- On the morning of Saturday, October 7, the Palestinian group Hamas carried out a surprise attack on Israel on an unprecedented scale: firing thousands of rockets, infiltrating militants into Israeli territory, and taking an unknown number of hostages.
- This article will discuss the reasons for the age-old Israel Palestine conflict.
What is the Israel-Palestine conflict?
- Jews and Arabs have been at odds over a plot of land between the Jordan and Mediterranean rivers for more than a century.
- The UN decided in 1947 to divide Palestine into Jewish and Arab governments, with Jerusalem becoming a global metropolis.
- Jewish authorities agreed to the proposal, but the Arab side opposed it and it was never put into action.
- First off, Israel, which is situated just east of the Mediterranean Sea, is the only Jewish state in the world. Arab residents of the area call it Palestine, and they desire to create a state called Palestine on all or a portion of that region.
- Second, the Israeli-Palestinian conflict centres on the ownership and management of land.
- Thirdly, the current political battle started in the early 20th century, despite the fact that Jews and Arab Muslims both date their claims to the country back several thousand years.
- Fourthly, Jews who were escaping persecution in Europe yearned to establish a national homeland in a region with a predominance of Arab and Muslim people. The Ottoman Empire and, later, the British Empire both included this region.
- Fifth, the Arabs opposed, believing they had a claim to the country. Both sides have since fought numerous wars over the land.
About Hamas and Fatah:
- The Palestine Liberation Organization’s largest group, Fatah, is intimately associated with Yasser Arafat’s leadership.
- Hamas on the other hand is a fundamentalist Sunni-Islamic group in Palestine.
- Fatah lost its majority in the Palestinian parliament to Hamas in the 2006 legislative elections.
- As a result, a struggle erupted between Fatah and Hamas, with the former controlling the Palestinian National Authority in the West Bank and the latter ruling Gaza.
- Both parties have vowed to put all of Palestine back under Islamic governance.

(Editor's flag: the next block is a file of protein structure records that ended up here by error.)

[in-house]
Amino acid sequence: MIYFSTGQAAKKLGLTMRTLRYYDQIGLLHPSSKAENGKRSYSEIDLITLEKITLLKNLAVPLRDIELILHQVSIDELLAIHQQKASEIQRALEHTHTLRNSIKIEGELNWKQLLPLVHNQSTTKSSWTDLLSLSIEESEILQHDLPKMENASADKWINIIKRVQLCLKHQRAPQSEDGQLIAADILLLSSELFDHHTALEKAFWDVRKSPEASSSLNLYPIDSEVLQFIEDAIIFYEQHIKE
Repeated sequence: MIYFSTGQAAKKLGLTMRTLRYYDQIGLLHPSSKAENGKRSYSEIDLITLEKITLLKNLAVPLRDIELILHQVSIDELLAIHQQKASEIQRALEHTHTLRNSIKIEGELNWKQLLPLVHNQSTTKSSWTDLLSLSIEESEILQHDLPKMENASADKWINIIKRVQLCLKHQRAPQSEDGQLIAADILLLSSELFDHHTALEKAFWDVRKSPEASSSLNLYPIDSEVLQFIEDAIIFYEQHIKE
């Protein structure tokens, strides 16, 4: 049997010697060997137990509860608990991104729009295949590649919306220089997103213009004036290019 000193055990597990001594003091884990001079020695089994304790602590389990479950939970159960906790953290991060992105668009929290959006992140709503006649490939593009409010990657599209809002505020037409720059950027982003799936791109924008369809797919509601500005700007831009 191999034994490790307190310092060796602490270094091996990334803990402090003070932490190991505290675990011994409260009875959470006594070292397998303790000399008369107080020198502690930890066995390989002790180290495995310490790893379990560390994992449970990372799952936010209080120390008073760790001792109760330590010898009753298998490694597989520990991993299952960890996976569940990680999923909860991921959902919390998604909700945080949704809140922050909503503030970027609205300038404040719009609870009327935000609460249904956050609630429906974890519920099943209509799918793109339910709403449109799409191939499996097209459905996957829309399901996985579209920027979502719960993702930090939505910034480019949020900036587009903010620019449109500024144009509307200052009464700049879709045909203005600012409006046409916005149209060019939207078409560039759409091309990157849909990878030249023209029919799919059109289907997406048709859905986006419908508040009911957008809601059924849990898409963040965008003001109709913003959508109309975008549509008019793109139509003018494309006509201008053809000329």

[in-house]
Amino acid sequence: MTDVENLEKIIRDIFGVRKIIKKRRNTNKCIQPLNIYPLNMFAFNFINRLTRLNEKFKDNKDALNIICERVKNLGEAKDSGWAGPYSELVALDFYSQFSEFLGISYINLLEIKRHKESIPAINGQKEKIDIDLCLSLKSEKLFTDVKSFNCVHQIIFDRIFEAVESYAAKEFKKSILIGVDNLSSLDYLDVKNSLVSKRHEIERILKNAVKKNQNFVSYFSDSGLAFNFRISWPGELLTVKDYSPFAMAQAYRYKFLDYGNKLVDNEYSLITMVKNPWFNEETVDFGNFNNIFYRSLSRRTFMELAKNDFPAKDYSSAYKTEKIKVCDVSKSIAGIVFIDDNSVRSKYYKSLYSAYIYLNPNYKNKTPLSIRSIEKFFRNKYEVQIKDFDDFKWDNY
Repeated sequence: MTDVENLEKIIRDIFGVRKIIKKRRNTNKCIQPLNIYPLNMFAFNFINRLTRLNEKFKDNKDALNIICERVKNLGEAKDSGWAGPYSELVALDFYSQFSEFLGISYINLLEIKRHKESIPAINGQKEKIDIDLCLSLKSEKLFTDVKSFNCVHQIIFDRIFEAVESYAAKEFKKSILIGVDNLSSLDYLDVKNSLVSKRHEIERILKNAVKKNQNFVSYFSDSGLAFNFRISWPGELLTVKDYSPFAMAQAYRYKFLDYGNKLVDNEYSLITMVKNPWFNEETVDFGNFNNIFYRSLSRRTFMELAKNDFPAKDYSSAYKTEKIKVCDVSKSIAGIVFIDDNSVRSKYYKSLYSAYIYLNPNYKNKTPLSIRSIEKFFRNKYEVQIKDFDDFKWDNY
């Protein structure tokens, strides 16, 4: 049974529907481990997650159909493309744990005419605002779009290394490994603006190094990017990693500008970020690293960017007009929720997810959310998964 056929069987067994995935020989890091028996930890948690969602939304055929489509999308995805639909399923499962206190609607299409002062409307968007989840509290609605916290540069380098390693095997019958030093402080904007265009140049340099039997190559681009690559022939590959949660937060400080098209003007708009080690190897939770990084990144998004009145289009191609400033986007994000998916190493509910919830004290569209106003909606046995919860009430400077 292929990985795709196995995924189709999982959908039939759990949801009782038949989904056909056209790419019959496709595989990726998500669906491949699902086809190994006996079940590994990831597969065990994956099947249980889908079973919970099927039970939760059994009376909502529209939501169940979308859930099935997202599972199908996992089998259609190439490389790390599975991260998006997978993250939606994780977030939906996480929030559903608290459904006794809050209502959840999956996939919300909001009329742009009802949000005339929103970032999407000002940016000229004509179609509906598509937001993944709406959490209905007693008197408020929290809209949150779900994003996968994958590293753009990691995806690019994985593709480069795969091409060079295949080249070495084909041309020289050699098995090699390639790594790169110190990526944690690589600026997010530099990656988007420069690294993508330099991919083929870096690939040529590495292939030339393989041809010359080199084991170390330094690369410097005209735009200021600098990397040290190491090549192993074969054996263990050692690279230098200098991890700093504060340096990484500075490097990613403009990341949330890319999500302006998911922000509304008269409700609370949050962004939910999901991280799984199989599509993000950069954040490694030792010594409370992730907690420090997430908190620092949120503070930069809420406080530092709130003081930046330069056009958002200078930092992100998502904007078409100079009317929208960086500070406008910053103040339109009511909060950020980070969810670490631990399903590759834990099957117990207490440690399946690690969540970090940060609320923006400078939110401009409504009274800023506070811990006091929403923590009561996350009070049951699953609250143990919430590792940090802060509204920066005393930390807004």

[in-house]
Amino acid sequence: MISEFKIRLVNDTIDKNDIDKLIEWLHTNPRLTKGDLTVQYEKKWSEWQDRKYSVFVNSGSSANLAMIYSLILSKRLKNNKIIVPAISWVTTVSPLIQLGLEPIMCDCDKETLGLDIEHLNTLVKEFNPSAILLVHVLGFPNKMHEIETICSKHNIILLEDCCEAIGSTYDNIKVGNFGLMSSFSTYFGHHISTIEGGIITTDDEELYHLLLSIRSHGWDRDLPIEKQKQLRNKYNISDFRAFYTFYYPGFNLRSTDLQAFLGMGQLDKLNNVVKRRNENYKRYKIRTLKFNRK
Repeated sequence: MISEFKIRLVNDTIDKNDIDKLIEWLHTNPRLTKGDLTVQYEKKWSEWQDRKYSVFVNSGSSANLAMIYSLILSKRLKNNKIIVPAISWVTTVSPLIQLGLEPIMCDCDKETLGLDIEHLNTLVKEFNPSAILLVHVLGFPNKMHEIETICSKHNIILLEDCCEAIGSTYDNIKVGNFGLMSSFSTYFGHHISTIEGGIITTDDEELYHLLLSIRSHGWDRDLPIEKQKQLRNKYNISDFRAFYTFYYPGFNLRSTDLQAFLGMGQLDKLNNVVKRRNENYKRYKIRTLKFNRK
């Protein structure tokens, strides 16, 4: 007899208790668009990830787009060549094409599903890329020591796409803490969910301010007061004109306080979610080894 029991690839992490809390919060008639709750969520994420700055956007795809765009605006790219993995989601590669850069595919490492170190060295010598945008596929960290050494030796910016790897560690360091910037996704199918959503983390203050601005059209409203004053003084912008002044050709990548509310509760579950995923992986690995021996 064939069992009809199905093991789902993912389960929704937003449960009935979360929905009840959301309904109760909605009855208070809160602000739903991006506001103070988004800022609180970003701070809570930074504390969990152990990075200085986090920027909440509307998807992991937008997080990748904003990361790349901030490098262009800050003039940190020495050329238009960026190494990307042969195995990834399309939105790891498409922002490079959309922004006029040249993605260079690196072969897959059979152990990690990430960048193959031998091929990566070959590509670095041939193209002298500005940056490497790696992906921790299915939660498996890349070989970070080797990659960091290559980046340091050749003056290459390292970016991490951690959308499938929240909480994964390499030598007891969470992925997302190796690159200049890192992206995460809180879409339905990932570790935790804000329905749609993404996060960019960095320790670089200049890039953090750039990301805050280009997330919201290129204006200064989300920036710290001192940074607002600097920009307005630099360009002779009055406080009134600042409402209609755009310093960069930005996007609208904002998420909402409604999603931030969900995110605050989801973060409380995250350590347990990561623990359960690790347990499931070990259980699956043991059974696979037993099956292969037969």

- Their main point of contention is how to best accomplish this shared goal; while Fatah favours a nonviolent approach, Hamas prefers to use violence.
Potential Remedies for Israel Arab-Israeli conflict
There are primarily two methods for solving the issue:
- Two-state solution:
- It would first establish independent Israel and Palestine. Gaza and the majority of the West Bank would be turned up to Palestine as an independent state, leaving Israel to control the remaining territory.
- Since the 1947 UN Partition Plan, it has been the objective of the international community.
- It would specify the Green Line, a demarcation line that divided Israeli and Palestinian territory in 1967. Jerusalem would also be split between the two states.
- Israel, the West Bank, and the Gaza Strip would all be combined into one huge nation.
- There are two variations of it. One would establish a solitary democratic nation, which is supported by certain leftists and Palestinians. Jews would be outnumbered by Arab Muslims, eliminating Israel’s identity as a Jewish state.
- The alternative proposal, which is supported by some right-leaning Israelis, calls for Israel to annex the West Bank and forcibly remove or deny voting rights to Palestinians.
Why hasn’t the problem been fixed yet?
- Jerusalem: The Palestinians and Israel both have conflicting claims to the city. Israel considers the entirety of Jerusalem to be its capital and took control of the formerly Jordanian-held eastern portion in 1967.
- Palestinian Statehood: PLO and Israeli authorities have yet to reach an agreement on the issue of the Palestinian Statehood. Israel further claims that any peace agreement must call for Palestinian acknowledgment of it as the “nation-state of the Jewish people”.
- Borders: The positions of the prospective borders of a Palestinian state are fundamentally disputed by both parties. Palestinians demand borders based on the 1949–1967 ceasefire lines that divided Israel from East Jerusalem, the West Bank, and Gaza. Israel, meanwhile, has requested an expansion of its eastern boundary all the way to the Jordan River.
- Settlements: In the occupied West Bank and East Jerusalem since 1967, Israel has constructed around 140 settlements which the majority of the international community views them as illegal. For a viable Palestinian state, according to the Palestinians, all settlements must be razed.
- Refugees:5 million Palestinian refugees are reportedly supported by UN agencies in the Middle East. This covers the offspring of those who left or were driven from their homes by Jewish forces during the 1948–1949 conflict. Israel claims that the Palestinians do not have the right to return to their previous homes, despite the Palestinians’ insistence.
- Political Division: Palestinians are still divided politically between Fatah and Hamas, making it impossible for them to engage in joint negotiations. Israel also doesn’t want to talk to the terrorist organisation Hamas.
- The international community must make an effort to bring the two states together in peace.
- A successful peace initiative would also need to address the four main problems that have hampered the peace process: Israeli security, Palestinian refugees, West Bank borders and settlements, and Jerusalem.